The US failure to co-ordinate with its Nato allies is causing the “brain death” of the military alliance, French President Emmanuel Macron said.
In an extraordinary criticism, Mr Macron said the administration of US President Donald Trump was showing signs of “turning its back on us”.
He was non-committal when asked if he still believed in the concept of collective defence, a cornerstone of Nato’s values.
Last month US troops abruptly began pulling out of north-eastern Syria, resulting in a Turkish incursion into the region against Kurdish forces with whom the West had allied against ISIS.
"What we are experiencing is the brain death of Nato," Mr Macron told The Economist.
“You have no co-ordination whatsoever of strategic decision-making between the United States and its Nato allies. None.
"You have an unco-ordinated, aggressive action by another Nato ally, Turkey, in an area where our interests are at stake."
Mr Trump has previously criticised some Nato states for failing to boost their military spending and is likely to raise it again when the organisation meets early next month in London.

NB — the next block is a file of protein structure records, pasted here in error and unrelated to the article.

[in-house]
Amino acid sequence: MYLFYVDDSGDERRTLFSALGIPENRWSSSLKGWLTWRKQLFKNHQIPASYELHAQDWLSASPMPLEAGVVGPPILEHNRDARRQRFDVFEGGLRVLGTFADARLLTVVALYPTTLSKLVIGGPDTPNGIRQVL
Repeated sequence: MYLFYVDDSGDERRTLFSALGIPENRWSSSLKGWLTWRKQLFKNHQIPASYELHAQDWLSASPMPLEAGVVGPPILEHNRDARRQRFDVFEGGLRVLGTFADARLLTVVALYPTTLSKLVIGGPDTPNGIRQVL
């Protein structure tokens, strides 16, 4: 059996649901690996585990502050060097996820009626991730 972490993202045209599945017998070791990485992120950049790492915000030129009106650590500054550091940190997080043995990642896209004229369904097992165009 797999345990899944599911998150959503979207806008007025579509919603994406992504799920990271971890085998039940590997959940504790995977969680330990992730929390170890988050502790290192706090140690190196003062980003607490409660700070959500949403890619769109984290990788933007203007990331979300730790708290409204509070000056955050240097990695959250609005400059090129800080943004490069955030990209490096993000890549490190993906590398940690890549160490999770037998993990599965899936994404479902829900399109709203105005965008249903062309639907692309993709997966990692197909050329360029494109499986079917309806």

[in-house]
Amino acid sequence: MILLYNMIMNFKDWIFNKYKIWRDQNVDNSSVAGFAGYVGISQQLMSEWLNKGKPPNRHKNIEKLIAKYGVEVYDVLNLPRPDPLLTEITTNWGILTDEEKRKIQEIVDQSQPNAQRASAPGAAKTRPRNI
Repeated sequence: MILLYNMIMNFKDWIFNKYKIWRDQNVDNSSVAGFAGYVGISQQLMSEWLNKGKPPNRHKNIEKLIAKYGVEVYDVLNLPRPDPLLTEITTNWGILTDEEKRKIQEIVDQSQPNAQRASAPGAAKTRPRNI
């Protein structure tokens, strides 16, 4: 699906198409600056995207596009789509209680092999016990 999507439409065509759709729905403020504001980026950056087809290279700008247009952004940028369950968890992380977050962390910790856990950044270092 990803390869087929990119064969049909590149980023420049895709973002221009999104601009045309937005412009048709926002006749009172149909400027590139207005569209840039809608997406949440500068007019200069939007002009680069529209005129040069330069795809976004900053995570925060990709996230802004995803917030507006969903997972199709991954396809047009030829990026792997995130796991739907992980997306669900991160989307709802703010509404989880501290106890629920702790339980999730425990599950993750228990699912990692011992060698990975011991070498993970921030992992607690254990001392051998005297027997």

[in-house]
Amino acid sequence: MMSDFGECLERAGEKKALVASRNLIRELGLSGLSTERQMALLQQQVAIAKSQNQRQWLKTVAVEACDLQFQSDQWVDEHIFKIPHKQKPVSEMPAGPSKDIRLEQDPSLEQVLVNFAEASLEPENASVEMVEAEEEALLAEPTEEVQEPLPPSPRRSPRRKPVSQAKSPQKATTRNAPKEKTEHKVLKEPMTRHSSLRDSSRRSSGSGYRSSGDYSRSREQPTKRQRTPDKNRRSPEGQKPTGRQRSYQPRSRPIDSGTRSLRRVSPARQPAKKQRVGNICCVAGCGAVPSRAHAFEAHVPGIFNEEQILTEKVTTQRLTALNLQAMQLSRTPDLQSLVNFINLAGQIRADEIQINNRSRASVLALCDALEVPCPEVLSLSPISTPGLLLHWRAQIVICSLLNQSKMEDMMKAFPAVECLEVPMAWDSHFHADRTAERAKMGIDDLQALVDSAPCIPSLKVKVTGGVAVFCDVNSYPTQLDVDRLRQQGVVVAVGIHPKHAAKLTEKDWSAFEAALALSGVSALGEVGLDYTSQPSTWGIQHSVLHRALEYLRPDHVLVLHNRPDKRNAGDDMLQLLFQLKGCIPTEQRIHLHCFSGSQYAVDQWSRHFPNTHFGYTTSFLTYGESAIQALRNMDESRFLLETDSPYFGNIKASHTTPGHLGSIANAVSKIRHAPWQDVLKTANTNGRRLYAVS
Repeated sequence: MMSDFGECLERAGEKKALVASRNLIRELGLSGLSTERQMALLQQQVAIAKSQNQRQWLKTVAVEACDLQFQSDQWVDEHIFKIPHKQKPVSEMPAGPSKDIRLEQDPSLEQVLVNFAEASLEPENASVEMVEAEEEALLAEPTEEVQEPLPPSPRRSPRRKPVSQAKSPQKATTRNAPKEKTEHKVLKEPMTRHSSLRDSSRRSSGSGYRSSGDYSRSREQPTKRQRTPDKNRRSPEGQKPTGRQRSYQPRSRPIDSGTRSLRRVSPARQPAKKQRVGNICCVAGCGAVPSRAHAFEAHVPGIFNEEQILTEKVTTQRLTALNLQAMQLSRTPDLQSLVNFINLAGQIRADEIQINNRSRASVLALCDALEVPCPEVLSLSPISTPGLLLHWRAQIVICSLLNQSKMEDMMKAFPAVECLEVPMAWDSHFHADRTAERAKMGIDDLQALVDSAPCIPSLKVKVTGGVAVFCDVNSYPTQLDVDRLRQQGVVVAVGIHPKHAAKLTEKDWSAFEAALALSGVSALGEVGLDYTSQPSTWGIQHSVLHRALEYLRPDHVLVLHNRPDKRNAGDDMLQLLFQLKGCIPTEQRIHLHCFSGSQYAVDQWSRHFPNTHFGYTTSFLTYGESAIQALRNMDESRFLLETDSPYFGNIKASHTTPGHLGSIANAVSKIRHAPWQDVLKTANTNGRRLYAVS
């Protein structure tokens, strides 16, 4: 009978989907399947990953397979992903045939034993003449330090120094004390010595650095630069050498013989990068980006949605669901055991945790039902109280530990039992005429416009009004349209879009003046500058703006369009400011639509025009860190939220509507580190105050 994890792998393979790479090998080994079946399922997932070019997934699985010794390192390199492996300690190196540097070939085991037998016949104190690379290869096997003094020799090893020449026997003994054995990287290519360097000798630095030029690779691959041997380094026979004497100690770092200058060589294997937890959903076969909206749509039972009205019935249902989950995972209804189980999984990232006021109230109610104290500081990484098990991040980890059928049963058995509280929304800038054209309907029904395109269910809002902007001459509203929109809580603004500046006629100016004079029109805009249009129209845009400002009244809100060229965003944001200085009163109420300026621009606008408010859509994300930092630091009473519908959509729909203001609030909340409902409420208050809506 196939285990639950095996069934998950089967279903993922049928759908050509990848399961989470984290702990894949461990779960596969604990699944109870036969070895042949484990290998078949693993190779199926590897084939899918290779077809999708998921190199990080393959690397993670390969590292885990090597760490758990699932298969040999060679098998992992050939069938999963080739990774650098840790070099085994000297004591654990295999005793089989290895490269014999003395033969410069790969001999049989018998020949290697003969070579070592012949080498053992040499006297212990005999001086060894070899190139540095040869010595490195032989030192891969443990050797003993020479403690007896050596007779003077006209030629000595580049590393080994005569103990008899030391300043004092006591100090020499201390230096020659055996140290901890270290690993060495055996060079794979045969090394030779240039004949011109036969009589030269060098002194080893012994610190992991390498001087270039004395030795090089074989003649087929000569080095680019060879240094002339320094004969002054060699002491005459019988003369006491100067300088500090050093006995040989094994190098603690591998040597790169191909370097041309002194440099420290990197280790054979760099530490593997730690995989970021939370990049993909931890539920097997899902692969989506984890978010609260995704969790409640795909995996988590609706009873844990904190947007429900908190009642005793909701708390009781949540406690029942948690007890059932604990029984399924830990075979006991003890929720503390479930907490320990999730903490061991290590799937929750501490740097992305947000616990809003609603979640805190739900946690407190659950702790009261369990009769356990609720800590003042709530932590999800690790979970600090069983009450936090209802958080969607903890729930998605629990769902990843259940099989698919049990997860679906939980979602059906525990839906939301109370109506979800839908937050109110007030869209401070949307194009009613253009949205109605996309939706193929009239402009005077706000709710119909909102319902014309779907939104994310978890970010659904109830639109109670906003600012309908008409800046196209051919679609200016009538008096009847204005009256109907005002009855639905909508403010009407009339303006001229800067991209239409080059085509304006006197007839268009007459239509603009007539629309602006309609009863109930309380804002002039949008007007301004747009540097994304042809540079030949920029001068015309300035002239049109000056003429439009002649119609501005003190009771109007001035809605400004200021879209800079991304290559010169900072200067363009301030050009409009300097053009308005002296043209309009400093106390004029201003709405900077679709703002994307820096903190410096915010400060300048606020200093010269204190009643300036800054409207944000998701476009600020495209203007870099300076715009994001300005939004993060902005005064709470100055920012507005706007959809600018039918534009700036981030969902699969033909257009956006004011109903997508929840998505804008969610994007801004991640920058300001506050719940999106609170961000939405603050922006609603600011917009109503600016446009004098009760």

Speaking in Germany, US Secretary of State Mike Pompeo insisted that the Nato alliance remained relevant.
“I think Nato remains an important, critical, perhaps historically one of the most critical, strategic partnerships in all of recorded history,” Mr Pompeo said in Leipzig.
The German Foreign Minister, Heiko Maas, said he did “not believe Nato is brain dead”.
“I firmly believe in international co-operation,” Mr Maas said.
But Mr Macron said Nato would only work if “the guarantor of last resort functions as such.
"I’d argue that we should reassess the reality of what Nato is in the light of the commitment of the United States," he said.
Mr Macron, a committed Europhile, also repeated his support for an EU military force as he warned Europe was on “the edge of a precipice” and risked “in the long run” disappearing “geopolitically” unless it woke up.
He said that Mr Trump “doesn’t share our idea of the European Project”.
“Look at what is happening in the world," Mr Macron said.
"Things that were unthinkable five years ago – to be wearing ourselves out over Brexit, to have Europe finding it so difficult to move forward, to have an American ally turning its back on us so quickly on strategic issues.
"Nobody would have believed this was possible."
Mr Macron’s comments were quickly rebuked by his close ally, German Chancellor Angela Merkel.
"I don't think that such sweeping judgments are necessary, even if we have problems and need to pull together," Mrs Merkel said.